No matter who wins the next election, deep cuts are inevitable. Following over a decade of insane Labour fiscal policies, it is payback time.
 
#8
STILTS said:
Where's Ashie to put the Liabore spin on this!!!!

Stilts
Sorry Stilts, Ashie's been called to No10 to help Dear Leader explain TCH's expenses claims. I've kindly agreed to step in:

Thatcher's fault.

Tory toffs.

Fact-free post.

You right-wing facist BNP swine.

There, that should sort it.
 
#11
I saw this on the Skynews website and thought oh bugger! I particularly liked S & Ps line of "Government debt approaching 100% of GDP would be incompatible with a AAA rating". Subtle
 
#12
Has anyone seen the treasurys response?
The Treasury said:
Standard and Poor have reaffirmed the UK's triple A rating on the basis of our "wealthy, diversified economy; high degree of fiscal and monetary flexibility" and "relatively flexible product and labour markets."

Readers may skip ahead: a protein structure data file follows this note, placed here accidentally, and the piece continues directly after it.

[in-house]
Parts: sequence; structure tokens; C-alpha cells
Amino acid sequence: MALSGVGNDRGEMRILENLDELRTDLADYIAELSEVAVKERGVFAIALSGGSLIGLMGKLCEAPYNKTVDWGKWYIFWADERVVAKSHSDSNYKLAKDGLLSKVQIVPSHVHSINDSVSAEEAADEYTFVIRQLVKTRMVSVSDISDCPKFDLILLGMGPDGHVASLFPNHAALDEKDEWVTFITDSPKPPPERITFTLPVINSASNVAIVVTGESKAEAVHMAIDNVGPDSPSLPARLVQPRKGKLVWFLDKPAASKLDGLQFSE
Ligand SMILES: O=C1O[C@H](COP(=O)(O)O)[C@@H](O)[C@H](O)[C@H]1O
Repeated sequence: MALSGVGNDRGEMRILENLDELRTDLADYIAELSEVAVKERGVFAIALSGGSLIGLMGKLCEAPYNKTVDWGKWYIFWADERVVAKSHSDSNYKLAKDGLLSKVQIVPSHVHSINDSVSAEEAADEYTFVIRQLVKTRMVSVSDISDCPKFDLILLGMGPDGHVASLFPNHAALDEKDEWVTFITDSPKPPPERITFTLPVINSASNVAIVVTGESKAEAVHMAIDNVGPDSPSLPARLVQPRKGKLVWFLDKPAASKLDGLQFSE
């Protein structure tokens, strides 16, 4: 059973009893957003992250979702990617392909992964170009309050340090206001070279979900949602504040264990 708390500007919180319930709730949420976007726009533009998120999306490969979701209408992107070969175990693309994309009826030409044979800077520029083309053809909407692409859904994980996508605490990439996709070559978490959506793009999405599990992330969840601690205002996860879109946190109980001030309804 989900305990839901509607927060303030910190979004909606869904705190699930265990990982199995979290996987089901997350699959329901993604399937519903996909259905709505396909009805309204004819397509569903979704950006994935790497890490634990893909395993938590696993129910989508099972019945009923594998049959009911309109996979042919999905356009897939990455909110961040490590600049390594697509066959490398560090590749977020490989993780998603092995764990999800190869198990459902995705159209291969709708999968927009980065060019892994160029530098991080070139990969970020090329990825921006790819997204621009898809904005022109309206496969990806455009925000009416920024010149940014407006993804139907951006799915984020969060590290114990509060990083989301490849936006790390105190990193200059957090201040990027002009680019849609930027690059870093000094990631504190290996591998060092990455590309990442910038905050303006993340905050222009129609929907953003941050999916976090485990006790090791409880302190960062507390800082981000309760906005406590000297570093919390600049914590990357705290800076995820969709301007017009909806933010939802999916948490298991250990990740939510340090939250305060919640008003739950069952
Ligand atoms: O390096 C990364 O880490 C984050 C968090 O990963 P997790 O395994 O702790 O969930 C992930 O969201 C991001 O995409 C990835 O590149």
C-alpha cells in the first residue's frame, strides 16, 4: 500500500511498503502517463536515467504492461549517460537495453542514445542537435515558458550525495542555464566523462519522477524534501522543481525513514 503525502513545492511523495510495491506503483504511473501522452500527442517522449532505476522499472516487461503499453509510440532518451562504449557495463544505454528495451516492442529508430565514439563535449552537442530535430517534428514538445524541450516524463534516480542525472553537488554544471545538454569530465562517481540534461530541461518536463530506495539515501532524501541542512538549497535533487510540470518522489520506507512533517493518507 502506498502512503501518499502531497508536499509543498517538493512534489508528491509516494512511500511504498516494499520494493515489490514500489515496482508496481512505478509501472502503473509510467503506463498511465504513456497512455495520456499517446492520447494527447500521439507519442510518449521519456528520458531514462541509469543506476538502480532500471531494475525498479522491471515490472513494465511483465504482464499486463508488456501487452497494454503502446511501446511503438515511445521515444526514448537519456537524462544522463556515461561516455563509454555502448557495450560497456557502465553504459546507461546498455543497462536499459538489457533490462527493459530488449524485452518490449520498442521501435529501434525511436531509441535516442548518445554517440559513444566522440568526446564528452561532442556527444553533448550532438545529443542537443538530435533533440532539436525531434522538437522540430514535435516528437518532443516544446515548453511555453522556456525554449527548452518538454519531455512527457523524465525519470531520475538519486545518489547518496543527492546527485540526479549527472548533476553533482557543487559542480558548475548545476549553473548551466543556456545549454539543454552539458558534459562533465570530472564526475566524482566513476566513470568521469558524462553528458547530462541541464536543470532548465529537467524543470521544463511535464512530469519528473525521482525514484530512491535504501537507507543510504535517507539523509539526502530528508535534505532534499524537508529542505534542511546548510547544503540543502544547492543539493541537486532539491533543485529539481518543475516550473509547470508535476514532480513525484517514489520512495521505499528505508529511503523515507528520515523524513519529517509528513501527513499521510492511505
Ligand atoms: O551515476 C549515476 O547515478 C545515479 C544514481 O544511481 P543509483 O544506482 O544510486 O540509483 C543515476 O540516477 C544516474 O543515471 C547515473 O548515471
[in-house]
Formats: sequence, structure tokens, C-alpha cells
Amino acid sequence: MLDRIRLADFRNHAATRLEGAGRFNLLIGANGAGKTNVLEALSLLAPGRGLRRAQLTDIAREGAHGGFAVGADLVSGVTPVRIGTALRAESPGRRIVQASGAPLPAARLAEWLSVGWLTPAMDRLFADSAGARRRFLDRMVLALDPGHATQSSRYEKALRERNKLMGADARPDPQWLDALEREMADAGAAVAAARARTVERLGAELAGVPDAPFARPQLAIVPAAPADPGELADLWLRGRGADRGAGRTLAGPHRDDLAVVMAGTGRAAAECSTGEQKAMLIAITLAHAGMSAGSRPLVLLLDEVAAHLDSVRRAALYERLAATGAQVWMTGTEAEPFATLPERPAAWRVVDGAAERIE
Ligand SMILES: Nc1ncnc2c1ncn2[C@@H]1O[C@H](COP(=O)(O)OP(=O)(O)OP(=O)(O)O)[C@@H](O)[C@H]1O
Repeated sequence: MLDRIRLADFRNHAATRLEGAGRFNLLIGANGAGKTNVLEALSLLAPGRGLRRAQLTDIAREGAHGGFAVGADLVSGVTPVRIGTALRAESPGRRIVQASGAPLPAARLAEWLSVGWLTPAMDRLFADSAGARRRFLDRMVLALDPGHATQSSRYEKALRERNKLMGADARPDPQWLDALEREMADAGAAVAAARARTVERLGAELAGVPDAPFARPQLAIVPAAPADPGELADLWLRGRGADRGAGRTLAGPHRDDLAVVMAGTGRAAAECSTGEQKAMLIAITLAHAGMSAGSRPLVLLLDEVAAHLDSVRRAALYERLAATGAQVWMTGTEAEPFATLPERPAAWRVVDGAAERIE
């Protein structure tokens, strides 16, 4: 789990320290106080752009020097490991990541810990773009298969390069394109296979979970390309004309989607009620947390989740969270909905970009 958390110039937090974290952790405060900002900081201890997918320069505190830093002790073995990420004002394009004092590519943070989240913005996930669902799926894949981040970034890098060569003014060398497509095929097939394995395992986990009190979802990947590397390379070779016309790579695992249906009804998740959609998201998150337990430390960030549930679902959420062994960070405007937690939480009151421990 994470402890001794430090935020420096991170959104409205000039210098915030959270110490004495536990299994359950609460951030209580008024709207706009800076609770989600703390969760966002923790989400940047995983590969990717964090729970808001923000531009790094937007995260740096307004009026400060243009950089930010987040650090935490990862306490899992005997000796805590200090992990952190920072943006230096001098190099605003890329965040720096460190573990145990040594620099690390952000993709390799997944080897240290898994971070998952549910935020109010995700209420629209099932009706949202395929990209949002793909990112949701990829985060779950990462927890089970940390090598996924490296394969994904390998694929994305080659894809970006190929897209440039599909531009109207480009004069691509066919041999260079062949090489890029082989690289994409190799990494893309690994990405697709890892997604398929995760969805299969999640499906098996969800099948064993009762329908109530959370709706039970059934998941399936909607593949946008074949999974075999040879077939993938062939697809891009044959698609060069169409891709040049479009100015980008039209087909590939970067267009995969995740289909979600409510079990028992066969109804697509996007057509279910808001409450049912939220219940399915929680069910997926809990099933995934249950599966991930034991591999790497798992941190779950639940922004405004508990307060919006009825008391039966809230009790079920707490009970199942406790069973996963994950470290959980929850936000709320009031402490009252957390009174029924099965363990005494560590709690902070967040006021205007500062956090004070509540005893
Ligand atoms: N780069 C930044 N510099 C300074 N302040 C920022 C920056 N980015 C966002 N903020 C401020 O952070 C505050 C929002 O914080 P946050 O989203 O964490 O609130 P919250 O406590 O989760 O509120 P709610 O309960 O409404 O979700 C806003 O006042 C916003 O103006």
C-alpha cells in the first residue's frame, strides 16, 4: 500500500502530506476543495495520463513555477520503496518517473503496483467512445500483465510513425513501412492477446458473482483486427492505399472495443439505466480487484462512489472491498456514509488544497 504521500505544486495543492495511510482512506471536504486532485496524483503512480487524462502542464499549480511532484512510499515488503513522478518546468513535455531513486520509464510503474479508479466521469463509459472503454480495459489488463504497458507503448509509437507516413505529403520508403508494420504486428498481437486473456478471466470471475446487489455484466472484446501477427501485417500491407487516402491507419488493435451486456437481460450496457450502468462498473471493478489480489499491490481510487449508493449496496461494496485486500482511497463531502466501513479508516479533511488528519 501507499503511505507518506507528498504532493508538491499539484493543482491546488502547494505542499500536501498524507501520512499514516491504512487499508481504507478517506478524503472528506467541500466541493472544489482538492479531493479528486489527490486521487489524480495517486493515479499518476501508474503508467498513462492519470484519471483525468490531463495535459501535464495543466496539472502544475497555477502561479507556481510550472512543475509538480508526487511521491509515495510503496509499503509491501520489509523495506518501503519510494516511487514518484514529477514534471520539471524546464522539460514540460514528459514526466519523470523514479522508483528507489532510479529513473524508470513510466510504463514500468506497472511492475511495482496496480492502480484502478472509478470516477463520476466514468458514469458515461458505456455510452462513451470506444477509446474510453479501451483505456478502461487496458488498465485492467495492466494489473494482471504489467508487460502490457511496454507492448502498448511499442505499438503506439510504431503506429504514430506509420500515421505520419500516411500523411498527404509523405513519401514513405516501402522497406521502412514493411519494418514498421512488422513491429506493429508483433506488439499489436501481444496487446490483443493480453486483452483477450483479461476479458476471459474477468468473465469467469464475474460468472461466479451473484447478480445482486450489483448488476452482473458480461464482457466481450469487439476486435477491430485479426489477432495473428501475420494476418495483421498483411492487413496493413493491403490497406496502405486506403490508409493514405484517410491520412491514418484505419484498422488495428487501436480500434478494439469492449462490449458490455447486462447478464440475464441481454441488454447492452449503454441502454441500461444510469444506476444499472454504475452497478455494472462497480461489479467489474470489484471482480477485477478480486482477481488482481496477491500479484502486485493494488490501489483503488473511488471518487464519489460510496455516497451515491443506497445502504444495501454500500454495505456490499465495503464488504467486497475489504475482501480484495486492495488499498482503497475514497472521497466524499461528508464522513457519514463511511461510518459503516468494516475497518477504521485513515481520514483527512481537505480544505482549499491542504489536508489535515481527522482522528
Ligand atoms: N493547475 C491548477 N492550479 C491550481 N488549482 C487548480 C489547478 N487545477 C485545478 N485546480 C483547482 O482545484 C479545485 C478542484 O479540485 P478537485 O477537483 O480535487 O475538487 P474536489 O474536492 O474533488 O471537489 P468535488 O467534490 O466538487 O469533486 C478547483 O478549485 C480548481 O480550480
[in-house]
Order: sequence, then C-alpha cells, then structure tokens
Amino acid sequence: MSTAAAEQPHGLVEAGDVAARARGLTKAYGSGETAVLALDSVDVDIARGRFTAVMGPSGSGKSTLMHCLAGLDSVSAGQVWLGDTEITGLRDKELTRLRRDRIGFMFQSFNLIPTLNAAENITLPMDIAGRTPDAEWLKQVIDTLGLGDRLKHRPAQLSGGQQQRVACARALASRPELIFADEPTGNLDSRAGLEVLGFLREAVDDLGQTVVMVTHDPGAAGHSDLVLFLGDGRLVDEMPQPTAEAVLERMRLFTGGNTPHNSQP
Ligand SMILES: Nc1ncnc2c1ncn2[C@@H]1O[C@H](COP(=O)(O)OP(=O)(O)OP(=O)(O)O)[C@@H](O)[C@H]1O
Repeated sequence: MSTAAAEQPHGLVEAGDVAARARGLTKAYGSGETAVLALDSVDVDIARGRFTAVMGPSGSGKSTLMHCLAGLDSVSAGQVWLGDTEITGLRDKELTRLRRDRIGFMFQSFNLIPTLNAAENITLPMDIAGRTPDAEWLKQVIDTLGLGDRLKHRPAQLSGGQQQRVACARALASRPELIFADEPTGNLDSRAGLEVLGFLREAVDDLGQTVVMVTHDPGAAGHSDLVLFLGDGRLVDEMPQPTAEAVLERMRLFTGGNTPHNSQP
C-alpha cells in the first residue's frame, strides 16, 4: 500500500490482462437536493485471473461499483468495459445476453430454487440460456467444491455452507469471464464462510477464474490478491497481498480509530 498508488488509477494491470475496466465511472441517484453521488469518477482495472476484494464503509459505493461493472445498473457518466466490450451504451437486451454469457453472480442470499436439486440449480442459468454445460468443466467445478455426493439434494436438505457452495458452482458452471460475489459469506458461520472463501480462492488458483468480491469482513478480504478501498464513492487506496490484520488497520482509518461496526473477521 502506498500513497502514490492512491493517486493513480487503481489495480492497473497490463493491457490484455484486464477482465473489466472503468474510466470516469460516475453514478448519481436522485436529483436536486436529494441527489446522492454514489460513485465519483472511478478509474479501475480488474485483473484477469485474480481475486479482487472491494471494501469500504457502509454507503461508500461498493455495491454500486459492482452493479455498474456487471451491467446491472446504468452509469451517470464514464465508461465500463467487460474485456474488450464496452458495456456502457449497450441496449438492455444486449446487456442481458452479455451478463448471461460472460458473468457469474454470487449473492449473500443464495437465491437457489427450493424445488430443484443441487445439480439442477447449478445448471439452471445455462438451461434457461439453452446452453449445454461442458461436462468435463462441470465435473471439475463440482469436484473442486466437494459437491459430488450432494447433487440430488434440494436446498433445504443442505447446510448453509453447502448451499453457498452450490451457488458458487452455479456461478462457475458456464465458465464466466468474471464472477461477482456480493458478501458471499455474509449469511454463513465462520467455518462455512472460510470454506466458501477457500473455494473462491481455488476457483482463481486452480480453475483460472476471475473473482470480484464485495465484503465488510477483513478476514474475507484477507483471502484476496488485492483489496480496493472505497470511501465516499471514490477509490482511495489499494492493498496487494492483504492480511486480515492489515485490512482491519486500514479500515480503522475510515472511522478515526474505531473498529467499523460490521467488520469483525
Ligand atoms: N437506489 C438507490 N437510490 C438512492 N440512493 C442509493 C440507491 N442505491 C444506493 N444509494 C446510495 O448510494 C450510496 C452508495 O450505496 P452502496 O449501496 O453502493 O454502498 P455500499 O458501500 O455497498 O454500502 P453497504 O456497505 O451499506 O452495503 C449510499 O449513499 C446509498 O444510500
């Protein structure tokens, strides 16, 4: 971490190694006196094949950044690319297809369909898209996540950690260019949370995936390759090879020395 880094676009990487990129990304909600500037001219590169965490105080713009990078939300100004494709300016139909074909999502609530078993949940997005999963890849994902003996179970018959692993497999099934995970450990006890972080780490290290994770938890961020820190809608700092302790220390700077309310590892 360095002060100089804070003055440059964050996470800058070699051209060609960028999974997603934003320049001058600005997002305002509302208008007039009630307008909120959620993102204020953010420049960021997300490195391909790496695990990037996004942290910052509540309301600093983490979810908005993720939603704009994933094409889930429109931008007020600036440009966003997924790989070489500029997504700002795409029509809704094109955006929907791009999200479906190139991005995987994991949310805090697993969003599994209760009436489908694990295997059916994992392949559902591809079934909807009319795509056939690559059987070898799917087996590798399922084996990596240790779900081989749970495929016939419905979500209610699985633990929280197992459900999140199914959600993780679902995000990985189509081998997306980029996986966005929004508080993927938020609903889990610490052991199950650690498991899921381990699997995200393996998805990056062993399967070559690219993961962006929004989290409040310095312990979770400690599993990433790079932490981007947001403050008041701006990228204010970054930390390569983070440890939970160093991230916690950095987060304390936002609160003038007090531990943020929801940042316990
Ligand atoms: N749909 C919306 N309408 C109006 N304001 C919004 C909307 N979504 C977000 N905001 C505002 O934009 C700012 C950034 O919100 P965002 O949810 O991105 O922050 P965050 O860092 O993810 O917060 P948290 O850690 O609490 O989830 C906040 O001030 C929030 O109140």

Deluded or what?
 
#13
rockpile said:
Are we really surprised? Giving printing money a nice uncomprehensible name is still printing money.
I've heard that one third of the newly photocopied fifties go straight on paying existing government debt while Gordon merrily racks up more debt as fast as he can sell the gilts. If they stop doing this, they're going to have a choice between sovereign default - being unable to repay loans as they fall due or not paying the salaries of government employees.

Who do you think will be high on their list of candidates for bouncing pay cheques? Here's a clue: It'll be government employees who can't strike. Can you think of any?


rockpile said:
Along with the benefits system (from which, I believe, many of our problems stem) and the amount of people who work in the public sector administering government E would be a more likely grade.
The benefits system is the single biggest cause of the mess we're in. Gordon has used tax and benefits to try to implement his vision of a socialist utopia through wealth redistribution. Or 'lifting people out of poverty' as he puts it.